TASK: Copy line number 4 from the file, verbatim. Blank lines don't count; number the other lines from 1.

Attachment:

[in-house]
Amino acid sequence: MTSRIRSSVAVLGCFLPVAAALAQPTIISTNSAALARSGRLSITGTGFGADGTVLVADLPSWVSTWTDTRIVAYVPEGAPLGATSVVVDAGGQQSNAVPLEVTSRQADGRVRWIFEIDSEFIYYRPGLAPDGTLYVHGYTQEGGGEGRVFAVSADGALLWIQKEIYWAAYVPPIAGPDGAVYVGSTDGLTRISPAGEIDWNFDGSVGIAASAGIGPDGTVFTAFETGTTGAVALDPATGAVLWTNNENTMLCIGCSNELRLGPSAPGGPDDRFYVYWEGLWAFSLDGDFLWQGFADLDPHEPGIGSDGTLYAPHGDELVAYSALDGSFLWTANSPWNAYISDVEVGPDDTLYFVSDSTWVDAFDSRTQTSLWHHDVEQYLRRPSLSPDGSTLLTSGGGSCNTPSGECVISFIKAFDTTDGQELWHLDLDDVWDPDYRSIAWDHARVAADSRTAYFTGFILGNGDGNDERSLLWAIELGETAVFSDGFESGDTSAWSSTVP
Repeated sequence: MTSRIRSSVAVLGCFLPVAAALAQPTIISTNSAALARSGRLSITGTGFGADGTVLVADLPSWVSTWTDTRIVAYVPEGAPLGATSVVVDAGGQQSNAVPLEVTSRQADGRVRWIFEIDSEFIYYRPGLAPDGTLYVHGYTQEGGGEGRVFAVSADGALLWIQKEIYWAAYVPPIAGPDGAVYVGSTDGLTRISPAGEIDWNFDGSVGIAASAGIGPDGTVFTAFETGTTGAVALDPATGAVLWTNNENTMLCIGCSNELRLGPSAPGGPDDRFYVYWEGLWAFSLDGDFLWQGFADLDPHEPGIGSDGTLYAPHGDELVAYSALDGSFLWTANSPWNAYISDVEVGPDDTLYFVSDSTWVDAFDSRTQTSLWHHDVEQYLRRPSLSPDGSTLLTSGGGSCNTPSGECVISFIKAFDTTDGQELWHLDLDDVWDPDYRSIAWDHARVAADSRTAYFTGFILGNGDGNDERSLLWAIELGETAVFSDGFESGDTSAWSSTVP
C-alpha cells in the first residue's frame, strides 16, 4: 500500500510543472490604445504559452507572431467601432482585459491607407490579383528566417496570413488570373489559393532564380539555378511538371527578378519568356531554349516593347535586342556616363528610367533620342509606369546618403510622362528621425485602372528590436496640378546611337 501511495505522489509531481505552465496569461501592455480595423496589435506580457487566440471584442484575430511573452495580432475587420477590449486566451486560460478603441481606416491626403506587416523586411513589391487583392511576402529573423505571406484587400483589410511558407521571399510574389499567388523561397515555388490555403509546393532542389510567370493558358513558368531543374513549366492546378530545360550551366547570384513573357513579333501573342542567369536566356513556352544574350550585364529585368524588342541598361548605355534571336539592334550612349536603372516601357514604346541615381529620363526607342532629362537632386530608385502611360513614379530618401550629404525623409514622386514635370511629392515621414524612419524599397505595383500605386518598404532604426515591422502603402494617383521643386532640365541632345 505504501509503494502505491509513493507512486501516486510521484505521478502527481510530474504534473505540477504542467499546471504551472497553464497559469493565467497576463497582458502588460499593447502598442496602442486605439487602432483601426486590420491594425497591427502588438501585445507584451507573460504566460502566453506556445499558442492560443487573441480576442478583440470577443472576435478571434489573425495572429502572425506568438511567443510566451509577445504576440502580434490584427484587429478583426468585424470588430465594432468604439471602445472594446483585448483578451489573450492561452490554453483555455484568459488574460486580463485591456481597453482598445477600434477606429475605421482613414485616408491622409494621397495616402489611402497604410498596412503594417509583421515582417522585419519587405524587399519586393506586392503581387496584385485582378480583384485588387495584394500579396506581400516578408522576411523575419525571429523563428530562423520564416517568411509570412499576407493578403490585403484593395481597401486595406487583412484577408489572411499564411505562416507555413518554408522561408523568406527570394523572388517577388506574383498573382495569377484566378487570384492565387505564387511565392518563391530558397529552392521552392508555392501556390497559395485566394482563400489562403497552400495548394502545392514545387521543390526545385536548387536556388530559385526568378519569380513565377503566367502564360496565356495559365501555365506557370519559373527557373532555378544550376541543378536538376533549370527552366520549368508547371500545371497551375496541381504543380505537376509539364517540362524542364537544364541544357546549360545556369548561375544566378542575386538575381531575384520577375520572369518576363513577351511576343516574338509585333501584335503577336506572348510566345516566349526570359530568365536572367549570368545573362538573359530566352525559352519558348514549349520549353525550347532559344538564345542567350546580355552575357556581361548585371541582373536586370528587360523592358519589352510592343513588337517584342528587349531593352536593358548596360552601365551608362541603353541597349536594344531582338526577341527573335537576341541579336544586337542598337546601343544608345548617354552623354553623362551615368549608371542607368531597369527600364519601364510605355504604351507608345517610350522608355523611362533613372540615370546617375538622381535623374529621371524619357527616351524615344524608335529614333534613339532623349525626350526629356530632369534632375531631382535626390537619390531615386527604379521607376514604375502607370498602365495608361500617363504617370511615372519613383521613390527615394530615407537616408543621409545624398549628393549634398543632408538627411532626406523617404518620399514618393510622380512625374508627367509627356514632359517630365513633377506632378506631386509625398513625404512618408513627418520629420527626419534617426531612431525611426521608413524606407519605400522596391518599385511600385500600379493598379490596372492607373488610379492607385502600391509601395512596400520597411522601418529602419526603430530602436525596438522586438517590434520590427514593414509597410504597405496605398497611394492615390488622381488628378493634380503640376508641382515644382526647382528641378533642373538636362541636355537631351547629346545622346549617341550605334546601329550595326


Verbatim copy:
C-alpha cells in the first residue's frame, strides 16, 4: 500500500510543472490604445504559452507572431467601432482585459491607407490579383528566417496570413488570373489559393532564380539555378511538371527578378519568356531554349516593347535586342556616363528610367533620342509606369546618403510622362528621425485602372528590436496640378546611337 501511495505522489509531481505552465496569461501592455480595423496589435506580457487566440471584442484575430511573452495580432475587420477590449486566451486560460478603441481606416491626403506587416523586411513589391487583392511576402529573423505571406484587400483589410511558407521571399510574389499567388523561397515555388490555403509546393532542389510567370493558358513558368531543374513549366492546378530545360550551366547570384513573357513579333501573342542567369536566356513556352544574350550585364529585368524588342541598361548605355534571336539592334550612349536603372516601357514604346541615381529620363526607342532629362537632386530608385502611360513614379530618401550629404525623409514622386514635370511629392515621414524612419524599397505595383500605386518598404532604426515591422502603402494617383521643386532640365541632345 505504501509503494502505491509513493507512486501516486510521484505521478502527481510530474504534473505540477504542467499546471504551472497553464497559469493565467497576463497582458502588460499593447502598442496602442486605439487602432483601426486590420491594425497591427502588438501585445507584451507573460504566460502566453506556445499558442492560443487573441480576442478583440470577443472576435478571434489573425495572429502572425506568438511567443510566451509577445504576440502580434490584427484587429478583426468585424470588430465594432468604439471602445472594446483585448483578451489573450492561452490554453483555455484568459488574460486580463485591456481597453482598445477600434477606429475605421482613414485616408491622409494621397495616402489611402497604410498596412503594417509583421515582417522585419519587405524587399519586393506586392503581387496584385485582378480583384485588387495584394500579396506581400516578408522576411523575419525571429523563428530562423520564416517568411509570412499576407493578403490585403484593395481597401486595406487583412484577408489572411499564411505562416507555413518554408522561408523568406527570394523572388517577388506574383498573382495569377484566378487570384492565387505564387511565392518563391530558397529552392521552392508555392501556390497559395485566394482563400489562403497552400495548394502545392514545387521543390526545385536548387536556388530559385526568378519569380513565377503566367502564360496565356495559365501555365506557370519559373527557373532555378544550376541543378536538376533549370527552366520549368508547371500545371497551375496541381504543380505537376509539364517540362524542364537544364541544357546549360545556369548561375544566378542575386538575381531575384520577375520572369518576363513577351511576343516574338509585333501584335503577336506572348510566345516566349526570359530568365536572367549570368545573362538573359530566352525559352519558348514549349520549353525550347532559344538564345542567350546580355552575357556581361548585371541582373536586370528587360523592358519589352510592343513588337517584342528587349531593352536593358548596360552601365551608362541603353541597349536594344531582338526577341527573335537576341541579336544586337542598337546601343544608345548617354552623354553623362551615368549608371542607368531597369527600364519601364510605355504604351507608345517610350522608355523611362533613372540615370546617375538622381535623374529621371524619357527616351524615344524608335529614333534613339532623349525626350526629356530632369534632375531631382535626390537619390531615386527604379521607376514604375502607370498602365495608361500617363504617370511615372519613383521613390527615394530615407537616408543621409545624398549628393549634398543632408538627411532626406523617404518620399514618393510622380512625374508627367509627356514632359517630365513633377506632378506631386509625398513625404512618408513627418520629420527626419534617426531612431525611426521608413524606407519605400522596391518599385511600385500600379493598379490596372492607373488610379492607385502600391509601395512596400520597411522601418529602419526603430530602436525596438522586438517590434520590427514593414509597410504597405496605398497611394492615390488622381488628378493634380503640376508641382515644382526647382528641378533642373538636362541636355537631351547629346545622346549617341550605334546601329550595326